Is Dodge giving away the store by offering a money-back guarantee?


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Right now at the Dodge Tent Event, you can purchase a new Dodge, drive it for 60 days and if you’re not 100% blown away by the four-wheeled pure awesomeness, return it. No harm. No foul. And no monthly payments – that’s right, the first two months are on us. We’re giving you this opportunity because we’re confident in our vehicles and we know that once you’re in a Dodge, you won’t want to get out of it.

Even after factoring in the fine print (buyer is not reimbursed for title, registration fees, insurance, accessories, dealer fees, extended warranties, finance charges and is responsible for negative equity), the offer seems pretty compelling from the buyer’s perspective. Knowing you have the option of changing your mind within 60 days on such a major purchase will certainly make buyers more compelled to go ahead and purchase the car.

But how does the offer look from Dodge’s perspective? Are the finance guys at Fiat (Dodge’s parent) screaming “How can we do this? What happens if the buyers return all the cars or trucks? How are we going to sell these used cars and trucks without taking a bath?”

The answer, most likely, is that it also looks pretty good from the seller’s perspective. In most cases, buyers will not return the cars or trucks even if they are less than satisfied with their purchase. Based on a behavioral economics concept known as the endowment effect, people seem place a higher value on objects they own than objects that they do not. To take this one step further, once you’ve got that car or truck home and in your garage, your preferences change – they realign…the auto is now “yours”, so you’re far less likely to take it back to Dodge, even if it doesn’t turn out to be as good as you thought when you bought it.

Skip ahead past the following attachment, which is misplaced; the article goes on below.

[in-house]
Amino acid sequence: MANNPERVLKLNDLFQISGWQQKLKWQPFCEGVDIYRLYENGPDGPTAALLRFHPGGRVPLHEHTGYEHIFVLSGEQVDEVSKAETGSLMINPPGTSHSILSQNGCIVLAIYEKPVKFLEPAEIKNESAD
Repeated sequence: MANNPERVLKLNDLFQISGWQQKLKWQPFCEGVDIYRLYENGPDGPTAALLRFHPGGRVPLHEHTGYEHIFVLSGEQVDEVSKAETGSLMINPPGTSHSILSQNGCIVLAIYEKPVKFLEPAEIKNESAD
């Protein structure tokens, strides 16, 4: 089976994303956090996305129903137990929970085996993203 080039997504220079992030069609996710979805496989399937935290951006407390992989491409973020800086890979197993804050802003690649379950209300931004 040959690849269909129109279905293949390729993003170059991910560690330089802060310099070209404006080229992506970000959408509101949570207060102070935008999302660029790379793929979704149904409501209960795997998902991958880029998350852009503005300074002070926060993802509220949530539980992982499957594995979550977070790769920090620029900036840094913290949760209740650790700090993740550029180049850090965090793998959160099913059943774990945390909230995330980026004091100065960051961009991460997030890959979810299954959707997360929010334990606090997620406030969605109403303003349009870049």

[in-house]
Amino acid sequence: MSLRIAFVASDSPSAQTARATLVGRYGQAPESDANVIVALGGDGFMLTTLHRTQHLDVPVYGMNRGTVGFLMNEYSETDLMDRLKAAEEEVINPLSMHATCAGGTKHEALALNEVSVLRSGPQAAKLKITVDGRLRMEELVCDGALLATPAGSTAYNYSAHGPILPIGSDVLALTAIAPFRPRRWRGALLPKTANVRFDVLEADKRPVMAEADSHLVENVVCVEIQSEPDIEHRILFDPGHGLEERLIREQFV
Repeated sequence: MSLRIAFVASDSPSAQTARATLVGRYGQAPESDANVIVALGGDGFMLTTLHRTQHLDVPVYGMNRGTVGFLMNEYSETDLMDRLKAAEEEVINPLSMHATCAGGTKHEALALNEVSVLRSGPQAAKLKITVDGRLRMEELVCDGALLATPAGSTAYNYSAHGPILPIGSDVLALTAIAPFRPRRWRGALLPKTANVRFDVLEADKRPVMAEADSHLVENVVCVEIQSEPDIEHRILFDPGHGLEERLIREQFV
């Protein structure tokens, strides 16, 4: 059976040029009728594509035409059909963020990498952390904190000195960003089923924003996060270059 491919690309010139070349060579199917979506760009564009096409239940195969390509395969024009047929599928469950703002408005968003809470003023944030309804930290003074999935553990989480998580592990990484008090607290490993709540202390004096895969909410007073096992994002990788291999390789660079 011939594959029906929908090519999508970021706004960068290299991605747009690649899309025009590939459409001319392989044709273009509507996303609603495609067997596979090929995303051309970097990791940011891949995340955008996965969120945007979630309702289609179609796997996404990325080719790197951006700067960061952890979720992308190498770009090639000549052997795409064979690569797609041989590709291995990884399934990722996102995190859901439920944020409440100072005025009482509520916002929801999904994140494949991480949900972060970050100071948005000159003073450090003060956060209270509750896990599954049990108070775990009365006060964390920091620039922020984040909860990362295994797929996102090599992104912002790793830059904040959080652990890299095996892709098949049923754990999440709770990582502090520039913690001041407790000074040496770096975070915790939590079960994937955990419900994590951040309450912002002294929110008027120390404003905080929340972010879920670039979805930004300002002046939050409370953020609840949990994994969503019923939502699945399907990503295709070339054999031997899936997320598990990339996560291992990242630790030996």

So for Dodge, it could be a win-win proposal. The money-back guarantee figures positively into the buyer’s cost-benefit calculation about whether to buy the auto or not, and once buyers get that car or truck home and have driven it, the endowment effect predicts that they are far less likely to return it.

Here’s the takeaway: Behavioral economics plays a powerful role in the decisions of both buyers and sellers. Failure to take advantage of these powerful forces means less money in your pocket.


Republished with author's permission from original post.

Patrick Lefler
Patrick Lefler is the founder of The Spruance Group -- a management consultancy that helps growing companies grow faster by providing unique value at the product level: specifically product marketing, pricing, and innovation. He is a former Marine Corps officer; a graduate of both Annapolis and The Wharton School, and has over twenty years of industry expertise.


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